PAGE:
I met a few locals along the way, from a family run biscuit factory to a friend who makes homemade wine in his garage that tasted terrific. His knowledge of the plant life and history of Madeira is vast Safari Tours can also drop you off and pick you up later at a designated point. Many serious walkers come to Madeira to walk the Levada trails. These are paths that follow the simple irrigation channels established hundreds of years ago by the first settlers. The Levadas are no more than 20 inches wide and have the paths next to them. With over 1,300 miles of these walking routes in Madeira there is a lot to explore. Due to the hilly terrain much of the island is cultivated by hand with tools and methods unchanged for hundreds of years. This all adds to the unique atmosphere of Madeira.
Using the plentiful and almost empty roads you soon realise how many tunnels there on the island. Osvaldo informed me there are over 50 miles of tunneling through the mountains. The climate varies enormously as well, you can drive into a tunnel from bright sunshine and come out into a thick foggy mist only to carry on a short while and rejoin sunshine. The microclimates are part of what makes this sub-tropical environment work so well. You might choose to spend time on one of the islands many golf courses, it makes for an interesting game with the diverse terrain.
From the Old Town of Funchal it is possible to take a cable car up to the hilltop town of Monte. The ride is a great way of seeing the town and port and takes less than ten minutes. There is something soothing about a cable car ride, no noise and very gentle, definitely one for the kids. There is also a rather unusual means for the return journey, but more of that later.
Monte became popular with the rich merchants of the 19th century looking for cooler air away from Funchal and was a health resort for the rich and famous in 1920’s, now it’s known for Jardim Botânico, the botanical gardens. Established in 1894 they cover 35 thousand square meters and containing over 2500 exotic plants and a multitude of waterfalls and statues. The walk through this peaceful park is a good two hours and worth every minute.
Since about 1850 there has been that ‘other’ system of returning down the hill, in a wicker basket! These toboggan rides are inspired from the days of merchants bringing their goods up the hill pulled by cattle and then riding the toboggans down. Not for the feint hearted but definitely for anyone with a sense of adventure. The ride lasts about four minutes and is conducted by two men who wear straw boaters and push you down the hill at considerable speed while they hang on the back and steer and break as necessary. This is a must do attraction especially for families.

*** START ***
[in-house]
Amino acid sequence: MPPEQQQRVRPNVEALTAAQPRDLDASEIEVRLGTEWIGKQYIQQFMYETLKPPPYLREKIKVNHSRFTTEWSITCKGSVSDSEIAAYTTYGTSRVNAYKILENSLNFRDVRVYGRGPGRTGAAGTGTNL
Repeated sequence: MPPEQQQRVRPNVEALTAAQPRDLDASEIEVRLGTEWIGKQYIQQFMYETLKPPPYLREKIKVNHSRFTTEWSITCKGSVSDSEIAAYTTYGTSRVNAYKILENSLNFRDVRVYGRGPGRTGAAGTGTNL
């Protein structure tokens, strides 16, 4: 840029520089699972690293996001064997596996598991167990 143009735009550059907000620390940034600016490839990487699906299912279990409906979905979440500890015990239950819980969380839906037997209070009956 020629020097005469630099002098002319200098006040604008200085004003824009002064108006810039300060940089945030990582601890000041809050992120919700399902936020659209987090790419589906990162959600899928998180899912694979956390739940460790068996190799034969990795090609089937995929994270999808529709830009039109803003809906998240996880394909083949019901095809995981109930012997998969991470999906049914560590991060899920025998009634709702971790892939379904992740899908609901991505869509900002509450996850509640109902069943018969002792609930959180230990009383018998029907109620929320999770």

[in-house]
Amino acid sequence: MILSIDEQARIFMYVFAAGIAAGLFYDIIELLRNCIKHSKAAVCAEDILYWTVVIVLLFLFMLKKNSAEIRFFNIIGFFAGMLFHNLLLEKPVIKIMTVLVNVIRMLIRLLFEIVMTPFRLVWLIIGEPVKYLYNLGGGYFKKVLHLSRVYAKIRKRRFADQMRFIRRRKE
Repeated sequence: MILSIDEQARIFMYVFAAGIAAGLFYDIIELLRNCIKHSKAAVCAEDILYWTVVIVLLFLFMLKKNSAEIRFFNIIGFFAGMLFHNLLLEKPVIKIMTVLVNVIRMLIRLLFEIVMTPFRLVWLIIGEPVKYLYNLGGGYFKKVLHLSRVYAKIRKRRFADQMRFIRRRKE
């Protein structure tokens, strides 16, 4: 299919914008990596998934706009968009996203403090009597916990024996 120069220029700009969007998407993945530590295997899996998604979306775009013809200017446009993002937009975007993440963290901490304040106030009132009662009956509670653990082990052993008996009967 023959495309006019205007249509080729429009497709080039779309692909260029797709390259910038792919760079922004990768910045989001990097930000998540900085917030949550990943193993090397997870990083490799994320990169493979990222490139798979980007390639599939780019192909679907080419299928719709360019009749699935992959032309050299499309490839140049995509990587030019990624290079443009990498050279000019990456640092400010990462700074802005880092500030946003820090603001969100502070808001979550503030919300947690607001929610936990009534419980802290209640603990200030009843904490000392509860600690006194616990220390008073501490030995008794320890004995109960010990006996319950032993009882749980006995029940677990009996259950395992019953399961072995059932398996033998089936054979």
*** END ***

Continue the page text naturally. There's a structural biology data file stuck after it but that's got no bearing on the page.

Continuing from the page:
Among the other foodie events of The Stars Route were a caviar tasting session and a Champagne tasting session, both of which were very informative. I have discovered that I like very young caviar of about three-month maturity. As it matures it gets stronger in flavour and the salt more pronounced. One of the biggest surprises for me was the superb selection of indigenous cheeses produced on the island. As an island of plenty they certainly know how to get the best from it.
At another ‘walking dinner’ this time held at The Cliff Bay Hotel I was treated to the same line up of chefs as before but with a different menu. In a more formal setting and with many more in attendance the expectation was high. Chef Benoit even opened his kitchen and was cooking ‘live’ for all to see and taste. The evening was a roaring success with world-class food and copious quality wine.
A visit to a sugar cane factory in Funchal (although there are quite a few scattered around the island) was an eye opener. The system of extraction for the cane unchanged for centuries, making the syrup and molasses that are used to make everything from Madeira cakes to wine and ‘honey’.
Madeira offers the visitor a memorable holiday that will work for all the family. It’s easy to get to; the hotels are wonderful, mine had suites of varying size that could accommodate large families. The Porto Bay had five pools and numerous restaurants, in school they holidays offer supervised children’s clubs to give mum and dad a break. Apart from wine and cake you also might wish to look at wickerwork, they excel at it here. From baskets to toboggans you can find it in Madeira. Another craft is hand embroidery widely considered to be the best in the world while not cheap it is of the highest quality.
There is one last place I visited that is worth a mention, Reid’s Palace Hotel. Perched high on a cliff this building is old charm personified. All the good and the great had been there in the twenties and thirties. You could even catch a seaplane direct from Southampton at one time. Churchill used to go there to paint long before the island became fashionable. The hotel is very exclusive and private, just right for your average film star! The lunch I enjoyed there sitting by the pool looking out to sea is a fond memory of my visit to Madeira. I’d like my next stay be longer.
I did manage to learn one word and used it a lot, ‘obrigado’ it means thank you. So, obrigado Madeira and I am looking forward to seeing you again soon.
To find out more about travelling to Madeira with TAP Portugal and Porto Bay Resort Hotels click below.
TAP Portugal flies from London Gatwick to Madeira daily from £153, return fare including taxes. For further information and to book visit